Traumatic life events, discrimination prematurely weaken body’s mix of immune cells
Date: June 13, 2022
Source: University of Southern California
Summary: Stress — in the form of traumatic events, job strain, everyday stressors and discrimination — accelerates aging of the immune system, potentially increasing a person’s risk of cancer, cardiovascular disease and illness from infections such as COVID-19, according to a new study. The research could help explain disparities in age-related health, including the unequal toll of the pandemic, and identify possible points for intervention.
Continue reading “Stress accelerates immune aging, study finds”
As we know, inflammation is the major underlying factor behind chronic, degenerative diseases. The body’s cells work very hard to maintain pH balance in the body. Our typical American diet and lifestyle is largely acidic and makes this process extremely difficult.
When overly acidic imbalances are present in the body, the cellular health is compromised. Decreased cellular oxygen levels and metabolic declines cause cells to ‘die off’ at a rapid rate. As acidic residues increase, the body attempts to buffer these acids with alkaline minerals (calcium, magnesium, sodium and potassium) in order to excrete them from the body. In the presence of such acidic diets and lifestyles, this buffering system can easily reach maximum capability, quickly leading to acidic waste storage in the tissues.
Cells require very specific ion balance. Electrolytes must be maintained within specific limits to balance the pH of the body’s environment. Even the slightest acid increases can quickly lead to inflammation of the organs and tissues. Continue reading “Electrolyte imbalances, Inflammation, and Disease”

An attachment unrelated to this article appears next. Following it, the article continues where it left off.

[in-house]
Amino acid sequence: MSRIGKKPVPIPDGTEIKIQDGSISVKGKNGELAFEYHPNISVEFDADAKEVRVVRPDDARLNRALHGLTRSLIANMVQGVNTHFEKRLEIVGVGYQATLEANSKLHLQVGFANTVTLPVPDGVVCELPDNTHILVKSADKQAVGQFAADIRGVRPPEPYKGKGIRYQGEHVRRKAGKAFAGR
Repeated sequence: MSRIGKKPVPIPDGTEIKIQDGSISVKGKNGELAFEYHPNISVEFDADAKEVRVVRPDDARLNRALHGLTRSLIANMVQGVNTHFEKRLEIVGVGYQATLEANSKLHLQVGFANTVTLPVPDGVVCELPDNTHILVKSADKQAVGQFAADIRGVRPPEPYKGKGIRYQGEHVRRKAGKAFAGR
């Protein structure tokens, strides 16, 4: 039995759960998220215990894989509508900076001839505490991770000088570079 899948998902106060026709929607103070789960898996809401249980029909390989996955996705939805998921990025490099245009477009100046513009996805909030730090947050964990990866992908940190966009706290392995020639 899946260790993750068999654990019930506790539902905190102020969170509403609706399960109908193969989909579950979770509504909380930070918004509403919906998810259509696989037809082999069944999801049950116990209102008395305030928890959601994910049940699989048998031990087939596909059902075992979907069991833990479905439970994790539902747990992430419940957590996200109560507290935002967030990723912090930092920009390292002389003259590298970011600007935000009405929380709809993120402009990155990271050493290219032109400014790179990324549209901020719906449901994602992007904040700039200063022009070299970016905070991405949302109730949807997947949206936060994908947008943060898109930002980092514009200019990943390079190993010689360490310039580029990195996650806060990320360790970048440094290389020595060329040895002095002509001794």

Traveling can be hectic as is, and downright scary if you suffer from Gout. If you are going abroad it can be even more of a worry as you are not near home, or in the same country to get the help you need, that is why making a packing list, or checking one out from such websites as Rent.is can be very beneficial. Why does Gout tend to attack at THE worst imaginable times and can you avoid this fate?
The anticipation and fear of the next Gout attack can be extremely stressful. Travel can be very stressful, too. Unfortunately, stress can actually CAUSE an attack. Stress can dramatically alter the pH of the body increasing its acid load, pulling minerals from the body, and triggering inflammation. While finally arriving at your destination can be relaxing and fun, the stress leading up to that point could cause problems.
· Try to pack well ahead of time and don’t overthink it. Most people don’t use half of the things they bring. Make a list over a long period of time and stick to it.
· If you are flying, have your documents for security set aside separately and plan to arrive with plenty of time to spare.
· Get plenty of rest, stay hydrated, and eat well (at least leading up to the vacay.)
· Stress and travel can deplete the healthy bacteria in the body. Taking a high quality probiotic before, during, and after travel can help a great deal.
· Breathe deeply and try to relax. Continue reading “How to travel and avoid Gout”
We all know that stress can cause ailments such as difficulty sleeping, muscle tension, changes in appetite, headaches, stomach problems, panic attacks, and prolonged feeling of sadness or worthlessness. But, did you also know that stress can literally alter the cells in our body and lead to chronic inflammation and serious diseases? Prolonged, overexposure to cortisol and other stress hormones can wreak havoc on the mind and body. That is why people want to turn to more natural/herbal remedies in helping them lower their cortisol levels. From taking herbal tablets, to trying weed and looking up how to pack a glass blunt, there is a myriad of ways people can reduce stress levels naturally.Chronic stress can reprogram the cells in our body and disrupt all of it’s processes.
A region at the base of our brain, the hypothalamus, is set off in the presence of a perceived threat. In turn, this signals the pituitary and adrenal glands to release a surge of hormones, including adrenaline and cortisol. Cortisol is the main hormone responsible for Continue reading “Chronic Stress, Chronic Inflammation, and Disease”